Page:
We have partnered with the University of North Carolina Chapel Hill, the University of California San Francisco and Wits University School of Public Health since 2011. Together, we have worked on two cluster randomised control trials (RCT), evaluating the impact of our One Man Can community mobilisation model on improving HIV and GBV outcomes in Bushbuckridge, a rural area of Mpumalanga, South Africa.

The first study completed in 2014, sought to engage young men 18 to 35 years through a variety of community mobilisation approaches to increase their support for girls and women’s rights and decrease men’s unsafe sexual practices, especially those that increase girls’ and young women’s vulnerability to HIV infection. Using quantitative and qualitative research methods, our findings indicate HIV testing uptake was associated with community mobilisation in communities receiving OMC activities compared to communities that did not.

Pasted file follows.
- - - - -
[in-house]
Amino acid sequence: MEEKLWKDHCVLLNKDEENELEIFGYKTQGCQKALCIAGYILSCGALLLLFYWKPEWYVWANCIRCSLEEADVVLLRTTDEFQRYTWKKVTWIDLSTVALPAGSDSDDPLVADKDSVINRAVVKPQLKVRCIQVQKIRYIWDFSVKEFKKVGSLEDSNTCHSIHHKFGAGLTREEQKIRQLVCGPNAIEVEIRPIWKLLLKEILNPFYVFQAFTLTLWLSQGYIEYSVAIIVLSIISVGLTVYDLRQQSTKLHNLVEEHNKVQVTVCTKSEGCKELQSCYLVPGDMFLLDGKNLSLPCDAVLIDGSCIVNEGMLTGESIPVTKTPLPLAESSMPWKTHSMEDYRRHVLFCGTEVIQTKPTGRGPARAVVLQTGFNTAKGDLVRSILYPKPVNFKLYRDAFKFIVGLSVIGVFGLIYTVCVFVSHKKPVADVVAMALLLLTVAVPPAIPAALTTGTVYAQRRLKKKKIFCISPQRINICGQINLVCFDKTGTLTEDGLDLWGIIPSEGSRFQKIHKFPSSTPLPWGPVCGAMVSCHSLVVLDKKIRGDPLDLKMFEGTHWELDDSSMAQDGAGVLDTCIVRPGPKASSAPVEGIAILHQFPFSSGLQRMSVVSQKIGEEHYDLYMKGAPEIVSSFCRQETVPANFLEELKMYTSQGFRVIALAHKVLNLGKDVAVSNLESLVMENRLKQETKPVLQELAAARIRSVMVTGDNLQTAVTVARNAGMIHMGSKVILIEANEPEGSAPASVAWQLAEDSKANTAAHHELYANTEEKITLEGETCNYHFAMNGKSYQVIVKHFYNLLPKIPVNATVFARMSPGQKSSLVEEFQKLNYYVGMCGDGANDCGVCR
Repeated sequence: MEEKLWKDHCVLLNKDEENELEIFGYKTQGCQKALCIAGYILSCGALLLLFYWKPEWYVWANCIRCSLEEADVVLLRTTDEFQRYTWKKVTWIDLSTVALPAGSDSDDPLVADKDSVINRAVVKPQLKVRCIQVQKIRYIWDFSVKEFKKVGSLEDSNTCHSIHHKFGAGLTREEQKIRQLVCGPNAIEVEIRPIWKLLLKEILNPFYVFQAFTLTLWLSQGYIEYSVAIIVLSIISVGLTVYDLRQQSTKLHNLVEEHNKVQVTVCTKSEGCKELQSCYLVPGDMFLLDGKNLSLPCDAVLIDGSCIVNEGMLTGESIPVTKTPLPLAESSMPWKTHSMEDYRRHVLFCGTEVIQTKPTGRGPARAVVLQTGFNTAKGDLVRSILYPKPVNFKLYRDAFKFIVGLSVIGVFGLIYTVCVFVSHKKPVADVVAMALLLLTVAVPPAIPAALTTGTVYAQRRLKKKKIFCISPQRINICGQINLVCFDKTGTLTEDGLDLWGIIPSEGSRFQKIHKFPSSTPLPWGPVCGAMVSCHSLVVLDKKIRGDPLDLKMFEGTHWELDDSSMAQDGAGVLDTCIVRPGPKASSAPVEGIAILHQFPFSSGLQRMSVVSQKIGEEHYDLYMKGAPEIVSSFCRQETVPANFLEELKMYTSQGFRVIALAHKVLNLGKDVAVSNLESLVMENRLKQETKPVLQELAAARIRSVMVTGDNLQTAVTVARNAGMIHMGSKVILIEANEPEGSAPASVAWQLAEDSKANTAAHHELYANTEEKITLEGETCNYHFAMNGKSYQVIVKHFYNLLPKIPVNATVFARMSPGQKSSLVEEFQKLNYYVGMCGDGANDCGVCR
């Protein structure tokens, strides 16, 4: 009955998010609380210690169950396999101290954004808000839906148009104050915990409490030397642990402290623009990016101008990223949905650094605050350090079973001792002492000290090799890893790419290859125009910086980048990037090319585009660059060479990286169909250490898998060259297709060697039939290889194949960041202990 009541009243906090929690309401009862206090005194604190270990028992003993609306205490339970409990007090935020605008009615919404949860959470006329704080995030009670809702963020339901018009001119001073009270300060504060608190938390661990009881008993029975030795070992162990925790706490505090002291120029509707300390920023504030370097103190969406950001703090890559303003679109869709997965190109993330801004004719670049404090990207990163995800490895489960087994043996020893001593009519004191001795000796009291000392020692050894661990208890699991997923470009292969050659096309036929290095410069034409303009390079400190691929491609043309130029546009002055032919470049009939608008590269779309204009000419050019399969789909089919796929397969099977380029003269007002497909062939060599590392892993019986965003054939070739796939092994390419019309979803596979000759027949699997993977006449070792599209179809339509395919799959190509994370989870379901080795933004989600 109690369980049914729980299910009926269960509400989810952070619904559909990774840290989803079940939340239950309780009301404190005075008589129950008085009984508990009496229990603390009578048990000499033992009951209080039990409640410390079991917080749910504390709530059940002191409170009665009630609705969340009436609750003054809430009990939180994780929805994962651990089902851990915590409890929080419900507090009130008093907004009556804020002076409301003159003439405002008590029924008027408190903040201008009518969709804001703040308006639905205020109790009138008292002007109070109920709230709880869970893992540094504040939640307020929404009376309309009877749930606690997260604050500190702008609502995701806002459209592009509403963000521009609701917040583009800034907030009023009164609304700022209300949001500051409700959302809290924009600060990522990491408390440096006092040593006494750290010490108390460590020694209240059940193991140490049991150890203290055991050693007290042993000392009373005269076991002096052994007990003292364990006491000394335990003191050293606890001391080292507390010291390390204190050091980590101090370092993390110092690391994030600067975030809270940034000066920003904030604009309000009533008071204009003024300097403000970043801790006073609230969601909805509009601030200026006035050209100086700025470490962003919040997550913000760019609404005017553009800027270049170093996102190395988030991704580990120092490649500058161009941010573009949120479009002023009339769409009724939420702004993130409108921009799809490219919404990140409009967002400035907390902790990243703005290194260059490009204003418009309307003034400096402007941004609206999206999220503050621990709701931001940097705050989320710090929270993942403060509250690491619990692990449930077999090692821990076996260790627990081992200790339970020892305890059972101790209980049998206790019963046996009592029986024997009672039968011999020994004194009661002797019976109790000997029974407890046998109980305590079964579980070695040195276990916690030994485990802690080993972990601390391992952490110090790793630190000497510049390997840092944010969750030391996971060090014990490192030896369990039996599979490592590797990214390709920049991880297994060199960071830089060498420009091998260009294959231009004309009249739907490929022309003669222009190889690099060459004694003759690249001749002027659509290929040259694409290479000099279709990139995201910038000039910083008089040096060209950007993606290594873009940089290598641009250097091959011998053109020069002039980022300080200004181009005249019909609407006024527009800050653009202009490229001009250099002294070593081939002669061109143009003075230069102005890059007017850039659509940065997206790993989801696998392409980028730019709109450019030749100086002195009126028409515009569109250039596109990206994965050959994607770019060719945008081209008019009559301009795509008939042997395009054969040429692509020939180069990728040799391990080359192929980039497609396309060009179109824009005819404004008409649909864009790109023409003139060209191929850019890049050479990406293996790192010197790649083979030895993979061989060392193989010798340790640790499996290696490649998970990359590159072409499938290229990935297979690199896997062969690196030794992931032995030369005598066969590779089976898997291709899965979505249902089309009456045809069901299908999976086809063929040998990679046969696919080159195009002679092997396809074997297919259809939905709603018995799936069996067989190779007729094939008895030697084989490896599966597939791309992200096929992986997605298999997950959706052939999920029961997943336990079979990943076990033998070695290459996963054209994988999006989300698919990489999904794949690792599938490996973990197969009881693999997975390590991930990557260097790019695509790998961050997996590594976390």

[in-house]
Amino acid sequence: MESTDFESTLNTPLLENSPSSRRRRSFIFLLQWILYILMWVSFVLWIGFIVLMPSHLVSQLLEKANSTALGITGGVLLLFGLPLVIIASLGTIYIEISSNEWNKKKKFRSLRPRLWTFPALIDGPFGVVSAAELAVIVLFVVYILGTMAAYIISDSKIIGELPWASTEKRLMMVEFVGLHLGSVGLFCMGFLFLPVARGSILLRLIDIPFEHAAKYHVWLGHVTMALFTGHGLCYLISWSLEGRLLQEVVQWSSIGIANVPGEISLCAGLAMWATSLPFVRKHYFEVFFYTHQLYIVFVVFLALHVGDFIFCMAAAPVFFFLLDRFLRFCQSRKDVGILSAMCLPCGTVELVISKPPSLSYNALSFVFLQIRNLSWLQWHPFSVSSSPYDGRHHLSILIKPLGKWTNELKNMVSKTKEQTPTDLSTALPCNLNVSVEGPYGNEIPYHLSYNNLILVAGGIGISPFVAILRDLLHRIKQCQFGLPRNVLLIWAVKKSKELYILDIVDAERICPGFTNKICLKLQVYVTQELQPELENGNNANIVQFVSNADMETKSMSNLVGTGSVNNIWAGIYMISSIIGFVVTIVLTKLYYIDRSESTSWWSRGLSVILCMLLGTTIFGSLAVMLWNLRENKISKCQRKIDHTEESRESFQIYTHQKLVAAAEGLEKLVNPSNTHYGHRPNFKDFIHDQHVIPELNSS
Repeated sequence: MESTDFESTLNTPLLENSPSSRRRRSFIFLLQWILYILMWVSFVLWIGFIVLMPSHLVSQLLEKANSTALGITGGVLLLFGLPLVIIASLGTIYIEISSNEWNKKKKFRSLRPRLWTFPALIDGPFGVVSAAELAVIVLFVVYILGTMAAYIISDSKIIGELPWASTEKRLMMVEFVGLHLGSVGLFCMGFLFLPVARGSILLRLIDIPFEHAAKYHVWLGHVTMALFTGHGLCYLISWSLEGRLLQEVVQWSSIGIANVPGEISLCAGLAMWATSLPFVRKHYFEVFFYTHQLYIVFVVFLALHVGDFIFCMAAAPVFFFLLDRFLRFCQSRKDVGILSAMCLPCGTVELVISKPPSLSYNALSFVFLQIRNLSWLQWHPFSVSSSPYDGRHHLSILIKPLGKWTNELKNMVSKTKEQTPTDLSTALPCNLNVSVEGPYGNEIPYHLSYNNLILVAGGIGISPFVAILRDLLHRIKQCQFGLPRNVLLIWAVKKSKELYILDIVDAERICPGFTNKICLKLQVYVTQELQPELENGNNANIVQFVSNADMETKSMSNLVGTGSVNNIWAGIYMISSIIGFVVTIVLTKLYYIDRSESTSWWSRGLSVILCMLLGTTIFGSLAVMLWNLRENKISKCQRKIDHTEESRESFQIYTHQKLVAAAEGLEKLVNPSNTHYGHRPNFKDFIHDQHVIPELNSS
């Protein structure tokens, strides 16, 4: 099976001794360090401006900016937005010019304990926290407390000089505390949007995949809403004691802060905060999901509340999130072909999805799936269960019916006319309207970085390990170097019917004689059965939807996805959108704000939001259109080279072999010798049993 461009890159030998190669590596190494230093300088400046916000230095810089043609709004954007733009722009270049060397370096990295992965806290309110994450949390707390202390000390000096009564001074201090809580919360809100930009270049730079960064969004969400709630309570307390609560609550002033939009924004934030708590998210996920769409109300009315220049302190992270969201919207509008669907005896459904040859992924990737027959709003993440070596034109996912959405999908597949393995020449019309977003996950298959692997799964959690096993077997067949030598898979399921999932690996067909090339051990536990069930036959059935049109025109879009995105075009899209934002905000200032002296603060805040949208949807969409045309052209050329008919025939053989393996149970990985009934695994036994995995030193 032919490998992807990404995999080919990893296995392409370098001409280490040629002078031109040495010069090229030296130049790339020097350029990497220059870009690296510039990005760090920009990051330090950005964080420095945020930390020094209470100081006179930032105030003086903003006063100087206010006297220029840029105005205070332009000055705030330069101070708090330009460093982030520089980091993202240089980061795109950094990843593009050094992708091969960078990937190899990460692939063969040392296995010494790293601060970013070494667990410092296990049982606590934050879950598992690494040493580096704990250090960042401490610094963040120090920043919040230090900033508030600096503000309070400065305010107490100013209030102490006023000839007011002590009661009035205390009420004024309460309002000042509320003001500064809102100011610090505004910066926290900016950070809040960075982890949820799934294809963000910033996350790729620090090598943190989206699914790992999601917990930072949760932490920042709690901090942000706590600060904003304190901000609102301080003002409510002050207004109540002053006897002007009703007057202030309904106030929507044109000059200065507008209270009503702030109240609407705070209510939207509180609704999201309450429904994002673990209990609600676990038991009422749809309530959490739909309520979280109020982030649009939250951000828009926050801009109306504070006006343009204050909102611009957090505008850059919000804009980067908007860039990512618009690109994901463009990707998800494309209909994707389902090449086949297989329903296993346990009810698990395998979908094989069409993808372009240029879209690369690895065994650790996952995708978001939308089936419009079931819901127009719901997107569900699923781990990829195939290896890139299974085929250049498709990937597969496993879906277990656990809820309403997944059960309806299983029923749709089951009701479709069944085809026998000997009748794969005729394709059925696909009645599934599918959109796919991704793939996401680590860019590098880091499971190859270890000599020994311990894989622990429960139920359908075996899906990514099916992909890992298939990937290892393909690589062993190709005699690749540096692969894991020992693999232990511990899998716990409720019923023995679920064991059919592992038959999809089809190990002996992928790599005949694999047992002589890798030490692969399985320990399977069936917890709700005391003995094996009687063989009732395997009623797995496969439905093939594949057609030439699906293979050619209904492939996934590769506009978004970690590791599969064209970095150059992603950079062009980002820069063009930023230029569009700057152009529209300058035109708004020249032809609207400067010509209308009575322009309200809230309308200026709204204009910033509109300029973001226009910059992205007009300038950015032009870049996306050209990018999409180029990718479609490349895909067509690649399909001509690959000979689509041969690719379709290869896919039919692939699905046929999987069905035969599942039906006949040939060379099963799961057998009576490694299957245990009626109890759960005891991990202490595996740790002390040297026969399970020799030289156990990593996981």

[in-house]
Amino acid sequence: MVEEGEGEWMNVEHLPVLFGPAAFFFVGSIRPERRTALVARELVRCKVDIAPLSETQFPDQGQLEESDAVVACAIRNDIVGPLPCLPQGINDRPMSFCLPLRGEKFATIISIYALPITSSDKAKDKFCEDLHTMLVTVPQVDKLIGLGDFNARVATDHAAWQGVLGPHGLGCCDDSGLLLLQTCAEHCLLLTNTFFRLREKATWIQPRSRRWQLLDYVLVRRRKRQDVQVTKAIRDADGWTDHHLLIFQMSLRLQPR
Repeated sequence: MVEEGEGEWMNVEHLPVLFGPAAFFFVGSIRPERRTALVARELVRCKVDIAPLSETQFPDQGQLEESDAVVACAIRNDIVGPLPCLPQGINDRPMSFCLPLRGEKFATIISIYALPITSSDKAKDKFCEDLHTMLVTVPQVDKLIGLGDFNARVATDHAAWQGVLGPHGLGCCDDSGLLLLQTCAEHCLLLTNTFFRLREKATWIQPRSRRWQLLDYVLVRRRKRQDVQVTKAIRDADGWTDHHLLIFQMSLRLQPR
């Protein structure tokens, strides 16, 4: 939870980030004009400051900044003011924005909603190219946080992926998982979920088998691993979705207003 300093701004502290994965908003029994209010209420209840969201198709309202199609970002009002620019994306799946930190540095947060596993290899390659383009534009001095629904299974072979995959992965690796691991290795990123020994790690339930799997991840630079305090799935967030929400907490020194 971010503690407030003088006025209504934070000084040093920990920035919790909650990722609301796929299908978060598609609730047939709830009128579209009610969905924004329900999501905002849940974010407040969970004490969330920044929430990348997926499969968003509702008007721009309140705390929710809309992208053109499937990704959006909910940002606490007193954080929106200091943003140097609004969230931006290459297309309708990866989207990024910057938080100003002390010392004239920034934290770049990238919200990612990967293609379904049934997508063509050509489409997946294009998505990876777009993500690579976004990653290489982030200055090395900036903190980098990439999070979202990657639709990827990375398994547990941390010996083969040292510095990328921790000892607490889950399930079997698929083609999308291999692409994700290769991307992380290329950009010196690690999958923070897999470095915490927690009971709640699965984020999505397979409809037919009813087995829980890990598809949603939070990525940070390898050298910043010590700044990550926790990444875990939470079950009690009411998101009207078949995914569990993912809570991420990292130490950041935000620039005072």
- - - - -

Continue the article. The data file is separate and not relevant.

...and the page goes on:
In addition, the data shows significant attitudinal and some behavioural changes around gender and HIV risk amongst OMC community mobilisers, community action team (CAT) members, and community members exposed to the intervention.

Tsima, a RCT study, which began in 2015 extends the OMC community mobilisation intervention model to mobilise men and women to use HIV treatment as a way of preventing HIV infection in Bushbuckridge, Mpumalanga.